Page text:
The fourth Thursday of November isn’t a holiday on the island of Grenada. It’s just Thursday. It’s not even a day off for us. The day of American Thanksgiving would go largely unnoticed and wholly uncelebrated if not for the students, faculty and staff of St. George’s University School of Veterinary Medicine.
But tradition, student organizations and corporate donations come together to ensure that we don’t lose out on Thanksgiving, even a couple thousand miles from home. It is a Thanksgiving dinner that approximates the traditional and is held to rival any you’ve had back home.
The key to this is the Student Chapter of the American Medical Veterinary Association (SCAVMA), with some corporate generosity, which orders 30 or so turkeys from the States. These turkeys, along with disposable pans (pans of any kind are hard to come by in GND), get distributed to students and staff and faculty for preparation, any way you can like. Deep-fried or oven-baked, we get these birds ready for dinner. A cooked turkey will get you two admission tickets to dinner and the privilege of being at the front of the line.
If you didn’t do a turkey, then you’ll have to come up with an appetizer, side dish, or dessert. One of these will get you one ticket and while you might not be at the front of the line, there’s plenty of food to go around. We run out of table space for the food long before we run out of food. Nobody’s going home hungry that night.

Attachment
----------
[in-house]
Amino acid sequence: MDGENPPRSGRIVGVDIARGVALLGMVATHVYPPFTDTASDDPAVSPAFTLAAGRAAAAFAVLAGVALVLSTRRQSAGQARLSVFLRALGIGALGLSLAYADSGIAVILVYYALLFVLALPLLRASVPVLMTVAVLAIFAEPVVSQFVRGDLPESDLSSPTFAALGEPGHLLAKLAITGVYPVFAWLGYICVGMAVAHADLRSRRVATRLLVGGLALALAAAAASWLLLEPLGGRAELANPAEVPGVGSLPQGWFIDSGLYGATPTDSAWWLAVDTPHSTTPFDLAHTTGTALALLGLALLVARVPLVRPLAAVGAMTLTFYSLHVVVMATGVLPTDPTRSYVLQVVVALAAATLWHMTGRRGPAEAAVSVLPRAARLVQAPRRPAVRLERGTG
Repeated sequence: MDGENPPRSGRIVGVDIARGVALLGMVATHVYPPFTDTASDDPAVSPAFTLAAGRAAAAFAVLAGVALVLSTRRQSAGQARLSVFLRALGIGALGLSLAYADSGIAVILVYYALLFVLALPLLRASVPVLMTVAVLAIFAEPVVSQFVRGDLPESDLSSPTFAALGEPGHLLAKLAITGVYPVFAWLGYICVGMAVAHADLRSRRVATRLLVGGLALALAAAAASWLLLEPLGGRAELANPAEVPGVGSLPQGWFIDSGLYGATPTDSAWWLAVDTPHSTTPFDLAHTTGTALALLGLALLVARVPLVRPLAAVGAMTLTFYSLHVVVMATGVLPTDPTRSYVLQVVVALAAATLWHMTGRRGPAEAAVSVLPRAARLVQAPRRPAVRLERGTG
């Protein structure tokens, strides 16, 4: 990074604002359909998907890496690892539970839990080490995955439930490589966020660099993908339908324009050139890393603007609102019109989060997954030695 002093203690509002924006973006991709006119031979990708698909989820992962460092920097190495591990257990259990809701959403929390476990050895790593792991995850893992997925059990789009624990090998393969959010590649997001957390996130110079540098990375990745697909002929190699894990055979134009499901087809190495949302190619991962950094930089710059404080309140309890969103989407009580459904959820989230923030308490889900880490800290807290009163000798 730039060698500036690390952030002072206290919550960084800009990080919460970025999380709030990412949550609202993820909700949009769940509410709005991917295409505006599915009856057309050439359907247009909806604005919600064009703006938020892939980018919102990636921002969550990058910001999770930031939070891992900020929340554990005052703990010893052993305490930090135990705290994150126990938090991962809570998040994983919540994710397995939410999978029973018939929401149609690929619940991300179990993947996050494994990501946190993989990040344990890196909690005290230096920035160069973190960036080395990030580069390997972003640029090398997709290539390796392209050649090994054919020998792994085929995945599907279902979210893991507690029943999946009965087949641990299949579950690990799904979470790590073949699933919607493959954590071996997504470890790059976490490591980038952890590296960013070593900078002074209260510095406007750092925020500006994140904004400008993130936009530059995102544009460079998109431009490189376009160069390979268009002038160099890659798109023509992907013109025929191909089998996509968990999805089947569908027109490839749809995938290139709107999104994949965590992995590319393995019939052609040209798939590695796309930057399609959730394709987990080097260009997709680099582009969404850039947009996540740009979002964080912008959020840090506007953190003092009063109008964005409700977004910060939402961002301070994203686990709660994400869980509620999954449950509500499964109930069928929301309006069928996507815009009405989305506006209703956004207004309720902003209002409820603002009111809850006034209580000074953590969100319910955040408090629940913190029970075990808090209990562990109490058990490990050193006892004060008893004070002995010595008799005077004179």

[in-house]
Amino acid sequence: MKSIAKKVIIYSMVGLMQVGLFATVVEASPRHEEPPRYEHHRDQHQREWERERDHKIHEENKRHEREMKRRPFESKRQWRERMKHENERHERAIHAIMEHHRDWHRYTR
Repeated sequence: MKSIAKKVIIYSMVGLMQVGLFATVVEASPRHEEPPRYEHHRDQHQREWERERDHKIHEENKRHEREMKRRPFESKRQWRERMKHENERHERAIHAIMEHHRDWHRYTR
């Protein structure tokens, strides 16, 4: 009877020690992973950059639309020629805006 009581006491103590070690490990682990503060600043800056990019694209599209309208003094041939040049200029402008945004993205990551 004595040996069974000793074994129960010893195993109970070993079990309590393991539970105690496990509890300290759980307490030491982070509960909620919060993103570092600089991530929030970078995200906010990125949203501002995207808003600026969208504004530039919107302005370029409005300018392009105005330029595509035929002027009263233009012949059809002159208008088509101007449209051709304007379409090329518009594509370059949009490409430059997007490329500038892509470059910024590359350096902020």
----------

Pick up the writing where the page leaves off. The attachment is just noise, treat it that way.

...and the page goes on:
The food is terrific. I recall few occasions when I’ve been prouder of my classmates and colleagues than those Thanksgiving dinners in Grenada. There is so much food and it’s all amazing. Though some recipes are limited by what ingredients are available on the island, we manage to come up with a remarkable variety of mashed potatoes and casseroles, biscuits and cranberry sauces, cookies and pumpkin pies. Nothing can compare to it.
In the building known as the Caribbean House, we pile the food onto the tables and then onto our plates. But there’s not enough room inside for everyone. And so, under tents in the courtyard of the Caribbean House and Founder’s Library, not 50 yards from the ocean, on a peninsula on the southern tip of the island, you sit with two or three hundred of your friends and give thanks over dinner.
This is the first time in four years that I will spend Thanksgiving at home with my family in the United States. And while I am grateful for that, I will miss Grenada that night. I will miss spending Thanksgiving with the students, faculty and staff of SGU. Because that night, more than any other, did we give thanks for those who made it possible. And it felt like home.